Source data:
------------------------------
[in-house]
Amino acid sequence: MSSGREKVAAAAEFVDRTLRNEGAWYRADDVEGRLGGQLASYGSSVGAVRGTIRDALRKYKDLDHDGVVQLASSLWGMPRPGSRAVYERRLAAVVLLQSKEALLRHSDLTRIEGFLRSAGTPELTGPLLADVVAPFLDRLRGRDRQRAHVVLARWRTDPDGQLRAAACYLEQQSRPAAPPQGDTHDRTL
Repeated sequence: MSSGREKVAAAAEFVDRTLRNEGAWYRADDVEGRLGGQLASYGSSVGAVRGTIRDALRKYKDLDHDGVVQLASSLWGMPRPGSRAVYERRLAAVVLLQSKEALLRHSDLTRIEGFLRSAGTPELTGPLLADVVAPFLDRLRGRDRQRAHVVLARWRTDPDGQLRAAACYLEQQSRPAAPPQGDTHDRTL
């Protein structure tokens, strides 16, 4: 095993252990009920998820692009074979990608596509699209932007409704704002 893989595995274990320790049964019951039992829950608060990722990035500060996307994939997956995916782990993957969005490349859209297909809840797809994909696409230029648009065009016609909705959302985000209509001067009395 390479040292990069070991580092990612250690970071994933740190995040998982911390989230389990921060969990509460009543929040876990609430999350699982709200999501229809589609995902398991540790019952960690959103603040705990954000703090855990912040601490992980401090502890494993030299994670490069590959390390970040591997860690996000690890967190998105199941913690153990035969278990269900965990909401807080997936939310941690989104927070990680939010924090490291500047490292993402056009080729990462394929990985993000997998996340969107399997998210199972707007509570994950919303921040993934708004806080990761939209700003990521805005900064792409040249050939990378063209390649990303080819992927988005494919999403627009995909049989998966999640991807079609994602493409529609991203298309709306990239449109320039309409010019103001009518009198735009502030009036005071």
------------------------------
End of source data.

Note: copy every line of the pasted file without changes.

[in-house]
Amino acid sequence: MSSGREKVAAAAEFVDRTLRNEGAWYRADDVEGRLGGQLASYGSSVGAVRGTIRDALRKYKDLDHDGVVQLASSLWGMPRPGSRAVYERRLAAVVLLQSKEALLRHSDLTRIEGFLRSAGTPELTGPLLADVVAPFLDRLRGRDRQRAHVVLARWRTDPDGQLRAAACYLEQQSRPAAPPQGDTHDRTL
Repeated sequence: MSSGREKVAAAAEFVDRTLRNEGAWYRADDVEGRLGGQLASYGSSVGAVRGTIRDALRKYKDLDHDGVVQLASSLWGMPRPGSRAVYERRLAAVVLLQSKEALLRHSDLTRIEGFLRSAGTPELTGPLLADVVAPFLDRLRGRDRQRAHVVLARWRTDPDGQLRAAACYLEQQSRPAAPPQGDTHDRTL
């Protein structure tokens, strides 16, 4: 095993252990009920998820692009074979990608596509699209932007409704704002 893989595995274990320790049964019951039992829950608060990722990035500060996307994939997956995916782990993957969005490349859209297909809840797809994909696409230029648009065009016609909705959302985000209509001067009395 390479040292990069070991580092990612250690970071994933740190995040998982911390989230389990921060969990509460009543929040876990609430999350699982709200999501229809589609995902398991540790019952960690959103603040705990954000703090855990912040601490992980401090502890494993030299994670490069590959390390970040591997860690996000690890967190998105199941913690153990035969278990269900965990909401807080997936939310941690989104927070990680939010924090490291500047490292993402056009080729990462394929990985993000997998996340969107399997998210199972707007509570994950919303921040993934708004806080990761939209700003990521805005900064792409040249050939990378063209390649990303080819992927988005494919999403627009995909049989998966999640991807079609994602493409529609991203298309709306990239449109320039309409010019103001009518009198735009502030009036005071």